Friday, September 8

Moving right along

I can no longer settle on a title, and the structure continues to change shape, but here's where I'm at today:

Part 1 - Urban Tapestries and the mobile public

[This is my major case history, focussed on the entire duration of the UT project and its transition into Social Tapestries.]

Part 2 - After method

[This is the methodology bit, building off John Law's fluid results, elusive objects and unconventional forms, it critically evaluates my own qualitative methods.]

Part 3 - A brief history of pervasive computing and locative media

[This is the lit review bit, a comprehensive but necessarily selective account of technology research, art and design cultures.]

Part 4 - Play in the networked city

[These are my minor case histories (Sonic City & Tejp, Passing Glances, and Mobile Bristol) focussing on pervasive computing as materials and means of playing in, and with, public spaces.]

Part 5 - Mobilising publics

[Part of the major critical analysis, this situates the technologies, art and design practices at hand within the sociological literature on publics and mobilities.]

Part 6 - After the hype

[I close with my evaluation of future potentials for socially relevant technology research and design.]

Thursday, July 27

This week's task

Finish _Urban Tapestries_ case history


1.1 A Brief History of Proboscis
1.2 Mobile and Location-Based Technologies
1.3 Reconfiguring the 'Mobile User'

2.1 Collaborations
[2.2 The Scale and Speed of Change?]

3.1 Designing Urban Tapestries
3.2 Prototyping and Testing Urban Tapestries
3.3 Evaluating Urban Tapestries
3.4 Engaging Partners and Public

Wednesday, July 26

God help me, it's true. Part 3

LEO (July 23-Aug. 22): Travel writer Bruce Chatwin walked around Australia as he researched and meditated on the indigenous people's beliefs about what the land was like in the ancient past. He wrote: "Aboriginal creation myths tell of the legendary totemic beings who wandered over the continent in the Dreamtime, singing out the name of everything that crossed their path--birds, animals, plants, rocks, waterholes--and so singing the world into existence." Given the fact that you're now primed to create a new domain or two, Leo, may I suggest the aborigines' approach? You'll infuse everything with extra beauty if you play around with *singing* it into existence.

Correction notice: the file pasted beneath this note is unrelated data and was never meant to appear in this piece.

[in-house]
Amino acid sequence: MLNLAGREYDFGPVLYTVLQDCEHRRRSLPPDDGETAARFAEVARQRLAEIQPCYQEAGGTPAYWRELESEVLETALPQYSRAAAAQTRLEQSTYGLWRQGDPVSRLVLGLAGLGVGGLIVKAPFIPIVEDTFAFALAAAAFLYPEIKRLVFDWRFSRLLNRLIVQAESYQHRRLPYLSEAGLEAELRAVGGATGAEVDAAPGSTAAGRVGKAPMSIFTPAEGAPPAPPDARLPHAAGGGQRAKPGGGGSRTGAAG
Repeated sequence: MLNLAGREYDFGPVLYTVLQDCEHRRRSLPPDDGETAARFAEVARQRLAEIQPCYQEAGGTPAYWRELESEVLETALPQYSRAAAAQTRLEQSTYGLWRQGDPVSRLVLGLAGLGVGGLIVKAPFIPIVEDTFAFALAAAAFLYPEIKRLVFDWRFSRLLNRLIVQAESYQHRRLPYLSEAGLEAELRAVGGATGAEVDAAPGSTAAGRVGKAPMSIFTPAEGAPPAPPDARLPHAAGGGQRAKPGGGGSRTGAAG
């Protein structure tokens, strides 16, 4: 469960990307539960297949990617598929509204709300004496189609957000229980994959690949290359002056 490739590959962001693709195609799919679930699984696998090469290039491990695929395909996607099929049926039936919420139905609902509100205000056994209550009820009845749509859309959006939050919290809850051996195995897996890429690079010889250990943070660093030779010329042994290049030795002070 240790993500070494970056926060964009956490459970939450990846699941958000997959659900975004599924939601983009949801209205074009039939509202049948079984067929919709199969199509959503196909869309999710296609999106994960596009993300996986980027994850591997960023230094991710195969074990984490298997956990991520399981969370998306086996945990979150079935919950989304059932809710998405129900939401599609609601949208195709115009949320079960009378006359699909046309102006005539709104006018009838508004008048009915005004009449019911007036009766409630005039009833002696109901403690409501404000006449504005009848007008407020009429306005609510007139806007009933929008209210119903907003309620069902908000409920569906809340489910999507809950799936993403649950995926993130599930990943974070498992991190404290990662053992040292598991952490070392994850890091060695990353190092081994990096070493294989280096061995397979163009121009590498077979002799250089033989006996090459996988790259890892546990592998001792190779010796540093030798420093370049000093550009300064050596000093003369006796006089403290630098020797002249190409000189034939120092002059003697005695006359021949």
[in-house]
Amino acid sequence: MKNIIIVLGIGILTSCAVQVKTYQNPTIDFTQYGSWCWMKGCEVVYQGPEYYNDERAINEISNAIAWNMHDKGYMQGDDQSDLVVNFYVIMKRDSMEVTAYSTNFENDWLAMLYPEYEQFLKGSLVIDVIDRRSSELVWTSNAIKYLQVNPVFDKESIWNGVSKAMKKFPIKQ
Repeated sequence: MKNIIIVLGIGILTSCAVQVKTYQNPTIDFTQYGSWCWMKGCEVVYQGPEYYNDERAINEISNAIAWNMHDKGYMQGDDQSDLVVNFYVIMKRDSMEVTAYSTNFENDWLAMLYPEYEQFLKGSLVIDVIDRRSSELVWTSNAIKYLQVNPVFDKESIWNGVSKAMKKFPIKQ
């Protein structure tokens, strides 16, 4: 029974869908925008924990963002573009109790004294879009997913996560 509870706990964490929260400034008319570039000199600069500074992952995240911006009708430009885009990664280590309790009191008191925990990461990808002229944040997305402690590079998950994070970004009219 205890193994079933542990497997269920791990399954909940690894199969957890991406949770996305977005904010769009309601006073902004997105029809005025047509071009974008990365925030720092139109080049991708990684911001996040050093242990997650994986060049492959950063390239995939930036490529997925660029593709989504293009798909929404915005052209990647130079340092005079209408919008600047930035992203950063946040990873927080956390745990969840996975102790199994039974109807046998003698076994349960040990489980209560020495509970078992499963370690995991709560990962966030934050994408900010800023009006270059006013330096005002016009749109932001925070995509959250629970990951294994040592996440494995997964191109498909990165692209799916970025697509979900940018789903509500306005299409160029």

Wednesday, July 19

God help me, it's true. Part 2

LEO (July 23-Aug. 22): The Hebrew word "shalom" is both a hello infused with a goodbye and a goodbye leavened with a hello. That's why it would be wise and fun for you to make it your word of power in the coming days. You'll be spinning through a transitional zone in which it won't always be clear which direction is up. You'll be coming and going simultaneously, embarking on new journeys and ending old ones. Whenever you say "shalom," whether it's a greeting to someone else or a mantra uttered in solitude, you'll remind yourself that the threshold you're in is pregnant with a thousand possibilities.

Tuesday, July 11

God help me, it's true. I've reached the point where I'm turning to astrology for motivation. And I think it's working.

LEO (July 23-Aug. 22): "Nature loves courage," said visionary philosopher Terence McKenna. "It shows you it loves courage because it will respond to your brave commitment by removing impossible obstacles." While I believe this is always true, Leo, it's especially apropos for you right now. You've fallen short of your potential because you have not yet summoned more than a fraction of the boldness that lies within you. But this is a turning point when you finally have what it takes to tap into your dormant reserves. I hope you rise to the occasion, and so does nature.

Friday, July 7

Like sea monkeys, everyday a little more real

Wow. I hadn't realised that an entire month had passed since I was last here. (Moving house is more disruptive than I remembered.) So here we go again, but with a few reminders to start.